Get Ready for Tick Bites: An Infographic to Post on Your Wall
Serious disease caused by ticks has tripled over the past 10-15 years, and the affected regions of the nation are ever-expanding. Climate change makes it likely that patterns of vector-borne disease will continue to morph. So if you haven’t yet seen Lyme disease in your community, you probably will.
Summer is the peak season for these infections. For the first time, the Centers for Disease Control and Prevention (CDC) is funding surveillance efforts by states to get a better handle on the true scope of tick-borne disease.
As part of this effort, CDC has created this infographic to remind healthcare providers of the steps to take if a patient presents with a tick attached to the skin. The cheat sheet covers important points such as safe tick removal and Lyme disease prophylaxis.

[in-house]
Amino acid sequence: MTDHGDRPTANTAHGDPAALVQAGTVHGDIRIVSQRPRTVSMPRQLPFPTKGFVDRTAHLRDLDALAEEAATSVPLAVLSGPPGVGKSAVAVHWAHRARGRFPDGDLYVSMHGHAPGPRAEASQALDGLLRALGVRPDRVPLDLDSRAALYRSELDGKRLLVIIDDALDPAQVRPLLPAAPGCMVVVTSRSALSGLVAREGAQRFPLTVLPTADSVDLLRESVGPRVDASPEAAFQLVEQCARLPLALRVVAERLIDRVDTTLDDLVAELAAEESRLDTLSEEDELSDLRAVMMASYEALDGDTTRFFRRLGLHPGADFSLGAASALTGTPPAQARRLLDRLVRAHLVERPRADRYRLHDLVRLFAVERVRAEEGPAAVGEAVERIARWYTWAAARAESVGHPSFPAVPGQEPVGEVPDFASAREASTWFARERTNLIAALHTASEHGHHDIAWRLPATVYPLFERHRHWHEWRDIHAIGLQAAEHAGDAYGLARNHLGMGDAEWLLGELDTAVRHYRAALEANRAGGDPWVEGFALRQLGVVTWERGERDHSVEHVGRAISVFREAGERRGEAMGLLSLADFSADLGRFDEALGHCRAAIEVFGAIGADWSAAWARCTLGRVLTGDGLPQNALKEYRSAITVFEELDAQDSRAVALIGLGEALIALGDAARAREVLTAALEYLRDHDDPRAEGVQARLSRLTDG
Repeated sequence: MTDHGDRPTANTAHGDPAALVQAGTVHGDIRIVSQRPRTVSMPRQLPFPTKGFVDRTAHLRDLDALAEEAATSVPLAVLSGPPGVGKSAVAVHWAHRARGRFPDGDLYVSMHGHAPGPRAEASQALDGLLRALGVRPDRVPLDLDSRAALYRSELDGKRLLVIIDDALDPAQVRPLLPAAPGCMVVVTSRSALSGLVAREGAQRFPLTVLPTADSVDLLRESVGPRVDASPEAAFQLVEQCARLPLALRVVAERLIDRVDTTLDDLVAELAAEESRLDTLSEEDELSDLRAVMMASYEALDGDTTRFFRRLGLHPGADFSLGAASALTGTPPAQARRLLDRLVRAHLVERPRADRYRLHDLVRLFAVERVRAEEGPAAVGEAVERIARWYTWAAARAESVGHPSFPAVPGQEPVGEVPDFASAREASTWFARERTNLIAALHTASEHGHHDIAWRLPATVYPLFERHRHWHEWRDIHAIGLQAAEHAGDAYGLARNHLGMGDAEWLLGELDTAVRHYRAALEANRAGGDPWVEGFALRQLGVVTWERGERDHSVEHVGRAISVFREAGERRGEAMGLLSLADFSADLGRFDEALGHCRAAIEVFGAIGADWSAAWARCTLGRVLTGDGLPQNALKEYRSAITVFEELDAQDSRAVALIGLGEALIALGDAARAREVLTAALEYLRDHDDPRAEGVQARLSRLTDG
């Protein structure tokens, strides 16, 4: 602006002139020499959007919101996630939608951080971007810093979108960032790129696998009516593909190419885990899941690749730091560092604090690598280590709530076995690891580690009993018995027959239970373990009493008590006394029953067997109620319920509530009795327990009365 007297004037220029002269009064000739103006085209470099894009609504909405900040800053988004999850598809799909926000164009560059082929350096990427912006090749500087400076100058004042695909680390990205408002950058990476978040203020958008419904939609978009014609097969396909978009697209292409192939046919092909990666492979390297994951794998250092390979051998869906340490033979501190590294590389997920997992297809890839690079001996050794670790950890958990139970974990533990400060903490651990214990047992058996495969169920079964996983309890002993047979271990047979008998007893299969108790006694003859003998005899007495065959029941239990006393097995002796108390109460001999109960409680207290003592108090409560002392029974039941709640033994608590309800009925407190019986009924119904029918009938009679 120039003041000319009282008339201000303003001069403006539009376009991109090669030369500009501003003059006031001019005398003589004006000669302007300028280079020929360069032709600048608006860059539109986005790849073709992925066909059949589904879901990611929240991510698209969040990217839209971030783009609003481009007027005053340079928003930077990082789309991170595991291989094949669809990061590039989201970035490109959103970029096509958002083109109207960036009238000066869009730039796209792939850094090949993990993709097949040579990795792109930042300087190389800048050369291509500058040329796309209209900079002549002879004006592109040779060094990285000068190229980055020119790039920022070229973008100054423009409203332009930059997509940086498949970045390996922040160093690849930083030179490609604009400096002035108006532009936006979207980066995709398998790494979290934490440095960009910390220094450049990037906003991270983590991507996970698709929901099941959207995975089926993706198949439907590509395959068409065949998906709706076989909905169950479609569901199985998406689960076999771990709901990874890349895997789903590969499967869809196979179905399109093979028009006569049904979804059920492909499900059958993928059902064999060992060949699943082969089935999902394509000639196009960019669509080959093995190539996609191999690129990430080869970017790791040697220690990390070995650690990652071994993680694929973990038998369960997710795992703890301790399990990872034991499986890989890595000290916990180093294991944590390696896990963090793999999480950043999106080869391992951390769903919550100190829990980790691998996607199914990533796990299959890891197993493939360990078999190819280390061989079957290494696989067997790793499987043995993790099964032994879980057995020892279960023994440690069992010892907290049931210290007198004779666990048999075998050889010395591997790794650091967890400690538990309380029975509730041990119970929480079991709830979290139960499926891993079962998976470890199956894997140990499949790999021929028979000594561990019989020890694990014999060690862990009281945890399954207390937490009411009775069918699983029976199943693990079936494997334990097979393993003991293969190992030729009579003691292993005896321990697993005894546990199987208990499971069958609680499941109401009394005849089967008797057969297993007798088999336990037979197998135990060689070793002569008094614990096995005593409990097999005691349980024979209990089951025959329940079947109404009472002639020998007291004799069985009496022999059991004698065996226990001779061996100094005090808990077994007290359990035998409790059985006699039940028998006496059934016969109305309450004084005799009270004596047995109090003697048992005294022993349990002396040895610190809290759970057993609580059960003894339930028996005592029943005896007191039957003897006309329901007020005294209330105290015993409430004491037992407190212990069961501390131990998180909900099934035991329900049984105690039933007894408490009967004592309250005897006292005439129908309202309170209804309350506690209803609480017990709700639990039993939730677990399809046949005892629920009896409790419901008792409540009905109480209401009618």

Post it on your wall so it’s always handy when you need it.
And here’s a handout that tells patients how to remove a tick and when to see a healthcare provider after a tick bite.
Any views expressed above are the author’s own and do not necessarily reflect the views of WebMD or Medscape.
- It was not designed to detect Lyme disease if the rash were absent.
- The six-week observation period was not designed to detect chronic or late manifestations of Lyme disease.
- It was not designed to assess whether a single dose of doxycycline might be effective for preventing other tick-borne illnesses such as Ehrlichia, Anaplasmosis, or Borrelia miyamotoi.”
“Insanity is doing the same thing over and over and expecting different results.” Albert Einstein.